In Canada, the constitutional convention of Cabinet solidarity means, among other things, that ministers are expected to defend all Cabinet decisions. A minister must always be prepared to defend other ministers publicly, and must speak in support of the government and its policies. Given this convention and the current circumstances, it is untenable for me to continue to serve as a Cabinet minister.

Unfortunately, the evidence of efforts by politicians and/or officials to pressure the former Attorney General to intervene in the criminal case involving SNC-Lavalin, and the evidence as to the content of those efforts have raised serious concerns for me. Those concerns have been augmented by the views expressed by my constituents and other Canadians.

The solemn principles at stake are the independence and integrity of our justice system. It is a fundamental doctrine of the rule of law that our Attorney General should not be subjected to political pressure or interference regarding the exercise of her prosecutorial discretion in criminal cases. Sadly, I have lost confidence in how the government has dealt with this matter and in how it has responded to the issues raised.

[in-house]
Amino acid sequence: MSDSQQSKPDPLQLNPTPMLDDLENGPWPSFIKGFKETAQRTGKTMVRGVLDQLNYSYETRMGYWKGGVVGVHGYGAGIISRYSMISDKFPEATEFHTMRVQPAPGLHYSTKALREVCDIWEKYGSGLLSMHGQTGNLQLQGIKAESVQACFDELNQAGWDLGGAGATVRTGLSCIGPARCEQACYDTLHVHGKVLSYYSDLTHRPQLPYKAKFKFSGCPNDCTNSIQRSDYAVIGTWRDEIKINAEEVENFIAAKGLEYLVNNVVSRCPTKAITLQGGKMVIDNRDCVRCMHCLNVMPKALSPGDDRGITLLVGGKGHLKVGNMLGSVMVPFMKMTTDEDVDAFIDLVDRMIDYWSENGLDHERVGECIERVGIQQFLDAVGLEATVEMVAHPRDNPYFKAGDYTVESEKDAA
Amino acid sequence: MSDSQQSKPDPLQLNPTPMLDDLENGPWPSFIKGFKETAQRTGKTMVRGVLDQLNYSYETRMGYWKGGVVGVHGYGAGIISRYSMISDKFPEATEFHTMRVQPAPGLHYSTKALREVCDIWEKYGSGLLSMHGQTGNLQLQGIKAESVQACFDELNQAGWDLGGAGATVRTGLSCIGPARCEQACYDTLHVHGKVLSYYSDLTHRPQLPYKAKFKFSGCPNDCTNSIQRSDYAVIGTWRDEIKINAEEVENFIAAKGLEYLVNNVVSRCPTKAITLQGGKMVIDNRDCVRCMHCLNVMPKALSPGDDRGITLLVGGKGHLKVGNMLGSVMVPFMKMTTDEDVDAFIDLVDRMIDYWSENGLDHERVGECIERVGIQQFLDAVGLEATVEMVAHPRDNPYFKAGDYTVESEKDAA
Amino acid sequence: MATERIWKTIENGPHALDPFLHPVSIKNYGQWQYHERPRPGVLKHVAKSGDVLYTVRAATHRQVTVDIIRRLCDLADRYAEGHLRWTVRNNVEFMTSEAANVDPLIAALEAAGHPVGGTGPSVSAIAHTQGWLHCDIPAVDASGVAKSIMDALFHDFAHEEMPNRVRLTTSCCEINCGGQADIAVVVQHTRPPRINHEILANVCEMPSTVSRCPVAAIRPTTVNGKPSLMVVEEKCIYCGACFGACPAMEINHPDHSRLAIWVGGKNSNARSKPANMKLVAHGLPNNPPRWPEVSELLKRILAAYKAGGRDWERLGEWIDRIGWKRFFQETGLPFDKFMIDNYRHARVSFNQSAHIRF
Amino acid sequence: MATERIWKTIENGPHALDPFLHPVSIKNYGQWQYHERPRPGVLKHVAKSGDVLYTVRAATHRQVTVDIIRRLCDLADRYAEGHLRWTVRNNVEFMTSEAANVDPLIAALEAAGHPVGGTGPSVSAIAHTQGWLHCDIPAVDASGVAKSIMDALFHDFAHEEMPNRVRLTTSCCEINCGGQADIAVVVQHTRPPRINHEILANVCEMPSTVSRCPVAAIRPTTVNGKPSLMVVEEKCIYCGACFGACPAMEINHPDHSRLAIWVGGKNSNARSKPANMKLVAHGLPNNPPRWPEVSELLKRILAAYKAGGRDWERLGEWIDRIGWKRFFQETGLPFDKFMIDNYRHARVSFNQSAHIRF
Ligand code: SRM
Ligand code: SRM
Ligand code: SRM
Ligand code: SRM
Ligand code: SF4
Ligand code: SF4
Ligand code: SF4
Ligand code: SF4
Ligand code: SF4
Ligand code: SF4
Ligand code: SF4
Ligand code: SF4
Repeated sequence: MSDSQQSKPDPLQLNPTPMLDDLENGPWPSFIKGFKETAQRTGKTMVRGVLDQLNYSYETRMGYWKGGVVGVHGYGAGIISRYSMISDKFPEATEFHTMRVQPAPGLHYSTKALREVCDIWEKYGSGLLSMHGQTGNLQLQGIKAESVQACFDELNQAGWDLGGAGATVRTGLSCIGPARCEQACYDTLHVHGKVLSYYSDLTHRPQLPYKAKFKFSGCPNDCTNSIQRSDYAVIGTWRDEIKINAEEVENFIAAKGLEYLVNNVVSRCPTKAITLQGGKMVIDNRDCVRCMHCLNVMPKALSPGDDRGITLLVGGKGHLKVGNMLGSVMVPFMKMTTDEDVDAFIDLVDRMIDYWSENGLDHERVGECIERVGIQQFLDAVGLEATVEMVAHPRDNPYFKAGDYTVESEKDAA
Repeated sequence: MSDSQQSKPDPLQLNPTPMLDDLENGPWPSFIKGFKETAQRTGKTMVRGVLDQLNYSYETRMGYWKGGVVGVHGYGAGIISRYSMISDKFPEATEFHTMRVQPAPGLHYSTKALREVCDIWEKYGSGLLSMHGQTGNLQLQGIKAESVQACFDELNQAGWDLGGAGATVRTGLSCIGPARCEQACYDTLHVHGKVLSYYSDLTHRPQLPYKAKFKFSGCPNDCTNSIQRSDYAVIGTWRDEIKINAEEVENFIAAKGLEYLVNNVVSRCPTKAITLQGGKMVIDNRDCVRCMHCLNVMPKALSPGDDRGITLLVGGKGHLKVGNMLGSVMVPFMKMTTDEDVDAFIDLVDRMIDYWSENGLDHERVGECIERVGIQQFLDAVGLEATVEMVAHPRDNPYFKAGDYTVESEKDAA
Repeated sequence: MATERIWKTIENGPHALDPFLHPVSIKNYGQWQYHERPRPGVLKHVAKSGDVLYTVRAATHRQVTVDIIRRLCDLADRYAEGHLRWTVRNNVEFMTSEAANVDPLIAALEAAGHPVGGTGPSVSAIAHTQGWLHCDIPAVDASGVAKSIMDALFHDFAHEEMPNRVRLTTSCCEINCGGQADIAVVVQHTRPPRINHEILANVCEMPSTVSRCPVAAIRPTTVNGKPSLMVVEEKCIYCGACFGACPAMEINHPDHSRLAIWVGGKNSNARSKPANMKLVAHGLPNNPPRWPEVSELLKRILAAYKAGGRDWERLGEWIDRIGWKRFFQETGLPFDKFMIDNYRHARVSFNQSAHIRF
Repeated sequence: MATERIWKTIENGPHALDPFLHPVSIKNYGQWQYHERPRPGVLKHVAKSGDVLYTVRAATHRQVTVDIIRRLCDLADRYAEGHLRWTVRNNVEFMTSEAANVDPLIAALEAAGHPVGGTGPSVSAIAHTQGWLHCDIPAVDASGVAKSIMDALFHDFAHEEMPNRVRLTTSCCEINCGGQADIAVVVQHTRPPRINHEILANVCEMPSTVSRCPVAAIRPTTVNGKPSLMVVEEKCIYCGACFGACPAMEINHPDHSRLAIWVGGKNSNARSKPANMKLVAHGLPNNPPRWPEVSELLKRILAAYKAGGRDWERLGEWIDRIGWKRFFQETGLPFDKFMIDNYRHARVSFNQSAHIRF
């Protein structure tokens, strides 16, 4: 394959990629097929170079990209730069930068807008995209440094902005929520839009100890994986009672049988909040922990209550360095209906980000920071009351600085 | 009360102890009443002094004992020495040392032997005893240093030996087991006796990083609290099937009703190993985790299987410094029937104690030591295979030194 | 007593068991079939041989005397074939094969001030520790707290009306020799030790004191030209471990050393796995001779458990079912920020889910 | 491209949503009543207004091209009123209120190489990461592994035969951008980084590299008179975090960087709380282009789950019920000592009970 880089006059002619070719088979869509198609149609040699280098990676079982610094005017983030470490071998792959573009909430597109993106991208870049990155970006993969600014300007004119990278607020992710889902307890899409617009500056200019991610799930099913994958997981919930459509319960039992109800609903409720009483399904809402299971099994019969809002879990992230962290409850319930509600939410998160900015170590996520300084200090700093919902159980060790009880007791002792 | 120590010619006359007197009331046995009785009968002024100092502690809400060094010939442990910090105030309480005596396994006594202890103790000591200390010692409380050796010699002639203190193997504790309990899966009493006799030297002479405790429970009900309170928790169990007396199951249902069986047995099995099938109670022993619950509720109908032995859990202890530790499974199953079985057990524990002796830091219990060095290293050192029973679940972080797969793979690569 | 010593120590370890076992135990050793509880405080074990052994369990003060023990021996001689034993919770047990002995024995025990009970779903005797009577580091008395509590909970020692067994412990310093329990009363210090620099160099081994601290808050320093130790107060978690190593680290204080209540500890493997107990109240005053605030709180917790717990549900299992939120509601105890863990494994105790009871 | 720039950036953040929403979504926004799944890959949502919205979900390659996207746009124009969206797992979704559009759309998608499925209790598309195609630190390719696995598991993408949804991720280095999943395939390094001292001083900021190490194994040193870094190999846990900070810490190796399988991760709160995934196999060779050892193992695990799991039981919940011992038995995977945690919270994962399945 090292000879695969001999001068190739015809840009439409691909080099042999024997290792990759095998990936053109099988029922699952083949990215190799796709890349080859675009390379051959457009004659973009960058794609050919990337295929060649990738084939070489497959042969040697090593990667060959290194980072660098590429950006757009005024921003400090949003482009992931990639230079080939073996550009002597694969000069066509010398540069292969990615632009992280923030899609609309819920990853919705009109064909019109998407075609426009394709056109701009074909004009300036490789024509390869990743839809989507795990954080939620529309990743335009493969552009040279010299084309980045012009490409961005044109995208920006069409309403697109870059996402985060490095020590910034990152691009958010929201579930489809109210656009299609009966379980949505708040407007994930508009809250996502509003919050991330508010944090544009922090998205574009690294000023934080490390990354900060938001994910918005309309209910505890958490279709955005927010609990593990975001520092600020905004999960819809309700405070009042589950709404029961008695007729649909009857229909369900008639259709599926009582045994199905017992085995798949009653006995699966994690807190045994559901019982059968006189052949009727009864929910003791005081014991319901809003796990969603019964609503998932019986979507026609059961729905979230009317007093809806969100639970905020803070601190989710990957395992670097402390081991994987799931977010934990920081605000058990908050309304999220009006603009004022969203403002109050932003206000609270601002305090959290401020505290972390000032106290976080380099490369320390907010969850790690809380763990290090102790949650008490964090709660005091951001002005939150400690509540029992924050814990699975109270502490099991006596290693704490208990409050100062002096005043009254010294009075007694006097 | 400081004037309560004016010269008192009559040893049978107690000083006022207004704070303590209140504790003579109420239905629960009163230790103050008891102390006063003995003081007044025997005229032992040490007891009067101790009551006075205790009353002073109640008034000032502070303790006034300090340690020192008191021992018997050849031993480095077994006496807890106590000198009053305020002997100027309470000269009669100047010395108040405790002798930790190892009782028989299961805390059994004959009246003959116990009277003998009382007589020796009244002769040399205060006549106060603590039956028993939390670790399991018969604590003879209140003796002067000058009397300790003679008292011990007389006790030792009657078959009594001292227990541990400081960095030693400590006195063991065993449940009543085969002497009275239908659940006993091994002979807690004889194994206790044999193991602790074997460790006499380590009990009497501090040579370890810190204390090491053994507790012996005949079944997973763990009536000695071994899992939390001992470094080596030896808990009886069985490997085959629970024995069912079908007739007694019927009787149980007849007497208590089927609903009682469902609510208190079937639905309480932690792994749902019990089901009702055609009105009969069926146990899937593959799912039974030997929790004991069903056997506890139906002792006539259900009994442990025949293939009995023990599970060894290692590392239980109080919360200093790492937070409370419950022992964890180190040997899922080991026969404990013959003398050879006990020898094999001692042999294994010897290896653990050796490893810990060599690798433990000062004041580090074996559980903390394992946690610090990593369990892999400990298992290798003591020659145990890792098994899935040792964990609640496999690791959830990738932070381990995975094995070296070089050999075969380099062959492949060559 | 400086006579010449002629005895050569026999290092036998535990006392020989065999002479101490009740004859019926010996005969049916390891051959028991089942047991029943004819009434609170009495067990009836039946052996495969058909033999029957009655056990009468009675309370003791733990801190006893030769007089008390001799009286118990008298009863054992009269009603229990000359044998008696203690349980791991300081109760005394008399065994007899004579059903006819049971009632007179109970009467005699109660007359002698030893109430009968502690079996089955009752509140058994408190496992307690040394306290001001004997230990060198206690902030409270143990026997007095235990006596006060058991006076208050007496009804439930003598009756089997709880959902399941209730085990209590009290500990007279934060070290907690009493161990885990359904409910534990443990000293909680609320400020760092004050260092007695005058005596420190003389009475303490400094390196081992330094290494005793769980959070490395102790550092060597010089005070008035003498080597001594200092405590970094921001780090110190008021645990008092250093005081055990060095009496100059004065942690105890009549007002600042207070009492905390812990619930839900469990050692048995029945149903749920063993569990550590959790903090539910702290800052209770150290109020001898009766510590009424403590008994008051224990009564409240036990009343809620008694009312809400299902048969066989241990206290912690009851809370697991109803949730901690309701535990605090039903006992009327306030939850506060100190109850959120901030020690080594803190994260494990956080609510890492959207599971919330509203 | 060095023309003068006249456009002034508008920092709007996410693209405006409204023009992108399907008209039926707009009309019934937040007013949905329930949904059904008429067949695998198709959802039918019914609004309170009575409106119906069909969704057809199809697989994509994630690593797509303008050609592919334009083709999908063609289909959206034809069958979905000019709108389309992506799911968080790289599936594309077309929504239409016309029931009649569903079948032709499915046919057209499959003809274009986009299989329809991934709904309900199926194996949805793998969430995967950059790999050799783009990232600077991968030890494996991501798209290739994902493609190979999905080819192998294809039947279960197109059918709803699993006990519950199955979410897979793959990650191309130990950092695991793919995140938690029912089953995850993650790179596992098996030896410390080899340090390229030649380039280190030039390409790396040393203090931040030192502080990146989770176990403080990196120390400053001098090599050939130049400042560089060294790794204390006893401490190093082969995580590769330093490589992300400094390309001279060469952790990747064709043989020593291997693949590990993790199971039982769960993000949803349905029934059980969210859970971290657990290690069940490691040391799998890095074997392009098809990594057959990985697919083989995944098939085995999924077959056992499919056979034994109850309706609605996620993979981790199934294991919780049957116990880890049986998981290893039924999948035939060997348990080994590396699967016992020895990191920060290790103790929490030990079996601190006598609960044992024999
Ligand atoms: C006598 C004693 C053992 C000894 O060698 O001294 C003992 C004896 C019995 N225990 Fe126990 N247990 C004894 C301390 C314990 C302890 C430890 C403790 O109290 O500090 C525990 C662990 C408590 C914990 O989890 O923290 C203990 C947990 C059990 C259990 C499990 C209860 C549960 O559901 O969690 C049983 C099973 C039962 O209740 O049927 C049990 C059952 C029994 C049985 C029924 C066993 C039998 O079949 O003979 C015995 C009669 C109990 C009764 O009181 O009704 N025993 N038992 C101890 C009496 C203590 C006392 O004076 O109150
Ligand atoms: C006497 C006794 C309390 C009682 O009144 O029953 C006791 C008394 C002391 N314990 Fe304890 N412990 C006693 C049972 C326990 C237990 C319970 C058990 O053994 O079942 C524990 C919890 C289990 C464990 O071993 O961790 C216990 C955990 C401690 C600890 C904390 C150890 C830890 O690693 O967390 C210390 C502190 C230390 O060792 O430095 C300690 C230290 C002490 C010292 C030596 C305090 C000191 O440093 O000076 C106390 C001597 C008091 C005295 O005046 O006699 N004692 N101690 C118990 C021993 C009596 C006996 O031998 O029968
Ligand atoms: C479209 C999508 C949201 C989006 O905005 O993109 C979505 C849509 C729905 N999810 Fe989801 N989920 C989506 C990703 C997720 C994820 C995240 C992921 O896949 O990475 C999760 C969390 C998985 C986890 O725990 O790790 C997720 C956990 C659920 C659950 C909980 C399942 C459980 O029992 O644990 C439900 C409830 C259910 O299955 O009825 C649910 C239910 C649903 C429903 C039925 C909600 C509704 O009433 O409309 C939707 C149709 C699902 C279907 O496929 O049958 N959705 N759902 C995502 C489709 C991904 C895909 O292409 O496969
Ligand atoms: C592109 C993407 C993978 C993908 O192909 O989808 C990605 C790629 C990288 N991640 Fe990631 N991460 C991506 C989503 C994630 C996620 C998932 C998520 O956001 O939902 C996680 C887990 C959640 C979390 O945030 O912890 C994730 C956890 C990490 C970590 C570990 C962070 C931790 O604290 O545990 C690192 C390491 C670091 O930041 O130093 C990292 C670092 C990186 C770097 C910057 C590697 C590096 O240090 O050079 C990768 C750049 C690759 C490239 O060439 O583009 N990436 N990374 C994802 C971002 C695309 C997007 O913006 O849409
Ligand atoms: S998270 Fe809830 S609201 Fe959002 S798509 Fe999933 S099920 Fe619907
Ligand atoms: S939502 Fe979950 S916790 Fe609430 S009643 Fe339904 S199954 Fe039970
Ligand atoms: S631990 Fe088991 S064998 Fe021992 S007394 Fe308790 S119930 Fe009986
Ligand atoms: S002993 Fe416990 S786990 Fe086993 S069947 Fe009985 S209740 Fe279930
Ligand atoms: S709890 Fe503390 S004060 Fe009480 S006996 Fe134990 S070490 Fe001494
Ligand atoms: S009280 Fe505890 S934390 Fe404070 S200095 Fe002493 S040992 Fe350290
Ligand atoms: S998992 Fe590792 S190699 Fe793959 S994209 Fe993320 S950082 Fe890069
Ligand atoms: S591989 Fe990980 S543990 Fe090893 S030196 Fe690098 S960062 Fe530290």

It grieves me to leave a portfolio where I was at work to deliver on an important mandate. But I must abide by my core values, my ethical responsibilities and constitutional obligations. There can be a cost to acting on one’s principles, but there is a bigger cost to abandoning them.

Although I must regretfully resign from Cabinet, I will continue to serve Canadians in every other way that I can. I was elected as a Liberal Member of Parliament for Markham-Stouffville and I intend to continue in that role. I am firmly committed to our crucial platform priorities, especially: justice for Indigenous peoples; and implementing a plan to tackle the existential threat of climate change. Canadians need the assurance that, in all matters, Members of Parliament will act in the best interests of the public. My decision has been made with that spirit and intent.